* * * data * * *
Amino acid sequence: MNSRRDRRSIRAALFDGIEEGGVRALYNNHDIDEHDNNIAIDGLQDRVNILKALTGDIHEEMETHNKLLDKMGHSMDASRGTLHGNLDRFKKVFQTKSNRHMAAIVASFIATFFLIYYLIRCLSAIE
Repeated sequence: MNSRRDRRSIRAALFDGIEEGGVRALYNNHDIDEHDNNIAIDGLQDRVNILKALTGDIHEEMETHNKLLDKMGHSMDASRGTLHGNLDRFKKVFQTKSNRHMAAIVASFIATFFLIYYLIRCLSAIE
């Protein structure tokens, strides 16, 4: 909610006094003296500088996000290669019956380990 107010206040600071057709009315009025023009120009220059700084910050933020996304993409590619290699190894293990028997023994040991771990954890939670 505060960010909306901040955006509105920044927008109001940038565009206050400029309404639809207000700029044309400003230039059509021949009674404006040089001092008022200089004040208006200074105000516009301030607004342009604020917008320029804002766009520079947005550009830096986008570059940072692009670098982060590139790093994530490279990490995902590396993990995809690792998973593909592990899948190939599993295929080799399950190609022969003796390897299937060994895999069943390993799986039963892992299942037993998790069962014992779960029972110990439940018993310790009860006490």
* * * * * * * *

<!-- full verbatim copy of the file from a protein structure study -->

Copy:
Amino acid sequence: MNSRRDRRSIRAALFDGIEEGGVRALYNNHDIDEHDNNIAIDGLQDRVNILKALTGDIHEEMETHNKLLDKMGHSMDASRGTLHGNLDRFKKVFQTKSNRHMAAIVASFIATFFLIYYLIRCLSAIE
Repeated sequence: MNSRRDRRSIRAALFDGIEEGGVRALYNNHDIDEHDNNIAIDGLQDRVNILKALTGDIHEEMETHNKLLDKMGHSMDASRGTLHGNLDRFKKVFQTKSNRHMAAIVASFIATFFLIYYLIRCLSAIE
């Protein structure tokens, strides 16, 4: 909610006094003296500088996000290669019956380990 107010206040600071057709009315009025023009120009220059700084910050933020996304993409590619290699190894293990028997023994040991771990954890939670 505060960010909306901040955006509105920044927008109001940038565009206050400029309404639809207000700029044309400003230039059509021949009674404006040089001092008022200089004040208006200074105000516009301030607004342009604020917008320029804002766009520079947005550009830096986008570059940072692009670098982060590139790093994530490279990490995902590396993990995809690792998973593909592990899948190939599993295929080799399950190609022969003796390897299937060994895999069943390993799986039963892992299942037993998790069962014992779960029972110990439940018993310790009860006490």